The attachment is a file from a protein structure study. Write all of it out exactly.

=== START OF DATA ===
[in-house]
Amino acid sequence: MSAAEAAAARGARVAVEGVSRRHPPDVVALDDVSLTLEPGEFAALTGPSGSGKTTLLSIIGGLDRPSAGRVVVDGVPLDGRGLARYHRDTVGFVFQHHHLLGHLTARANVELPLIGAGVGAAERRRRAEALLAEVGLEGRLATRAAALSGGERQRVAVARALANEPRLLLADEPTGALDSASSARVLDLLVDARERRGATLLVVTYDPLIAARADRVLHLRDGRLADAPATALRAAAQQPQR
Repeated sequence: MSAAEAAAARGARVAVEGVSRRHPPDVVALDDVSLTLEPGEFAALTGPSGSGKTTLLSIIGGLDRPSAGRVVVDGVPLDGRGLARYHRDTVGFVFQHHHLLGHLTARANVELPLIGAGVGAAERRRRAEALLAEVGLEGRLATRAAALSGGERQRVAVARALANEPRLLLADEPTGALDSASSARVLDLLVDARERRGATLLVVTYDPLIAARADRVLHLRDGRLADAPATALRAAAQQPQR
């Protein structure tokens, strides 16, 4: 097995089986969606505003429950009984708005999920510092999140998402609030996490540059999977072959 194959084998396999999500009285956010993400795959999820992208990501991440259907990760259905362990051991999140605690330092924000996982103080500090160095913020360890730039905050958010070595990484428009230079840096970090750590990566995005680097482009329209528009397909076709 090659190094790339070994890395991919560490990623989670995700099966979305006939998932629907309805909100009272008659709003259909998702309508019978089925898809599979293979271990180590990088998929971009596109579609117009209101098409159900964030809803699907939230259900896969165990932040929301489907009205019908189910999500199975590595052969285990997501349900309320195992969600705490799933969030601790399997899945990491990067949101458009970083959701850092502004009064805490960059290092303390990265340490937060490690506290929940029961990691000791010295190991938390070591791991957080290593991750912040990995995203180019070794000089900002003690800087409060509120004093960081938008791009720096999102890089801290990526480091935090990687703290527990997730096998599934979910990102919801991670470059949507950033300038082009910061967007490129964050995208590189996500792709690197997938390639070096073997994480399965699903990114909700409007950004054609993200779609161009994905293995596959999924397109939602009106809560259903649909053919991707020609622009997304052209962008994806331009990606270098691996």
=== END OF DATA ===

[in-house]
Amino acid sequence: MSAAEAAAARGARVAVEGVSRRHPPDVVALDDVSLTLEPGEFAALTGPSGSGKTTLLSIIGGLDRPSAGRVVVDGVPLDGRGLARYHRDTVGFVFQHHHLLGHLTARANVELPLIGAGVGAAERRRRAEALLAEVGLEGRLATRAAALSGGERQRVAVARALANEPRLLLADEPTGALDSASSARVLDLLVDARERRGATLLVVTYDPLIAARADRVLHLRDGRLADAPATALRAAAQQPQR
Repeated sequence: MSAAEAAAARGARVAVEGVSRRHPPDVVALDDVSLTLEPGEFAALTGPSGSGKTTLLSIIGGLDRPSAGRVVVDGVPLDGRGLARYHRDTVGFVFQHHHLLGHLTARANVELPLIGAGVGAAERRRRAEALLAEVGLEGRLATRAAALSGGERQRVAVARALANEPRLLLADEPTGALDSASSARVLDLLVDARERRGATLLVVTYDPLIAARADRVLHLRDGRLADAPATALRAAAQQPQR
């Protein structure tokens, strides 16, 4: 097995089986969606505003429950009984708005999920510092999140998402609030996490540059999977072959 194959084998396999999500009285956010993400795959999820992208990501991440259907990760259905362990051991999140605690330092924000996982103080500090160095913020360890730039905050958010070595990484428009230079840096970090750590990566995005680097482009329209528009397909076709 090659190094790339070994890395991919560490990623989670995700099966979305006939998932629907309805909100009272008659709003259909998702309508019978089925898809599979293979271990180590990088998929971009596109579609117009209101098409159900964030809803699907939230259900896969165990932040929301489907009205019908189910999500199975590595052969285990997501349900309320195992969600705490799933969030601790399997899945990491990067949101458009970083959701850092502004009064805490960059290092303390990265340490937060490690506290929940029961990691000791010295190991938390070591791991957080290593991750912040990995995203180019070794000089900002003690800087409060509120004093960081938008791009720096999102890089801290990526480091935090990687703290527990997730096998599934979910990102919801991670470059949507950033300038082009910061967007490129964050995208590189996500792709690197997938390639070096073997994480399965699903990114909700409007950004054609993200779609161009994905293995596959999924397109939602009106809560259903649909053919991707020609622009997304052209962008994806331009990606270098691996």